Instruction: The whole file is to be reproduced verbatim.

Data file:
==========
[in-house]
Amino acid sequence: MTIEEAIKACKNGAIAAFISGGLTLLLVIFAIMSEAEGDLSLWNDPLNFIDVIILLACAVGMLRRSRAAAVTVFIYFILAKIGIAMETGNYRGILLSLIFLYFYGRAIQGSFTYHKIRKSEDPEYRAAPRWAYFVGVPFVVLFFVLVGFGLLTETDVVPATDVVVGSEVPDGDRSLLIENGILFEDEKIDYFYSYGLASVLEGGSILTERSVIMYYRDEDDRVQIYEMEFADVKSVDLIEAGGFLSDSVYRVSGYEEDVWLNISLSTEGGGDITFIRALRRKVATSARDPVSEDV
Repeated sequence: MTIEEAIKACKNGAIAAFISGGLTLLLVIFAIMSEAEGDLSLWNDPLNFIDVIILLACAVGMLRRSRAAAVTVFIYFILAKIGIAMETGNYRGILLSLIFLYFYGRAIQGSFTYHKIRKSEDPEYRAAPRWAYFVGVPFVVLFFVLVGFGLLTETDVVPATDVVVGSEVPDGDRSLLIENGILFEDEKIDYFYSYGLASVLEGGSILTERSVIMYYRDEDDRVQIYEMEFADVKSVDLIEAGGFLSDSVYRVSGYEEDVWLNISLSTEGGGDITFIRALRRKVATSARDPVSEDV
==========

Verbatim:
[in-house]
Amino acid sequence: MTIEEAIKACKNGAIAAFISGGLTLLLVIFAIMSEAEGDLSLWNDPLNFIDVIILLACAVGMLRRSRAAAVTVFIYFILAKIGIAMETGNYRGILLSLIFLYFYGRAIQGSFTYHKIRKSEDPEYRAAPRWAYFVGVPFVVLFFVLVGFGLLTETDVVPATDVVVGSEVPDGDRSLLIENGILFEDEKIDYFYSYGLASVLEGGSILTERSVIMYYRDEDDRVQIYEMEFADVKSVDLIEAGGFLSDSVYRVSGYEEDVWLNISLSTEGGGDITFIRALRRKVATSARDPVSEDV
Repeated sequence: MTIEEAIKACKNGAIAAFISGGLTLLLVIFAIMSEAEGDLSLWNDPLNFIDVIILLACAVGMLRRSRAAAVTVFIYFILAKIGIAMETGNYRGILLSLIFLYFYGRAIQGSFTYHKIRKSEDPEYRAAPRWAYFVGVPFVVLFFVLVGFGLLTETDVVPATDVVVGSEVPDGDRSLLIENGILFEDEKIDYFYSYGLASVLEGGSILTERSVIMYYRDEDDRVQIYEMEFADVKSVDLIEAGGFLSDSVYRVSGYEEDVWLNISLSTEGGGDITFIRALRRKVATSARDPVSEDV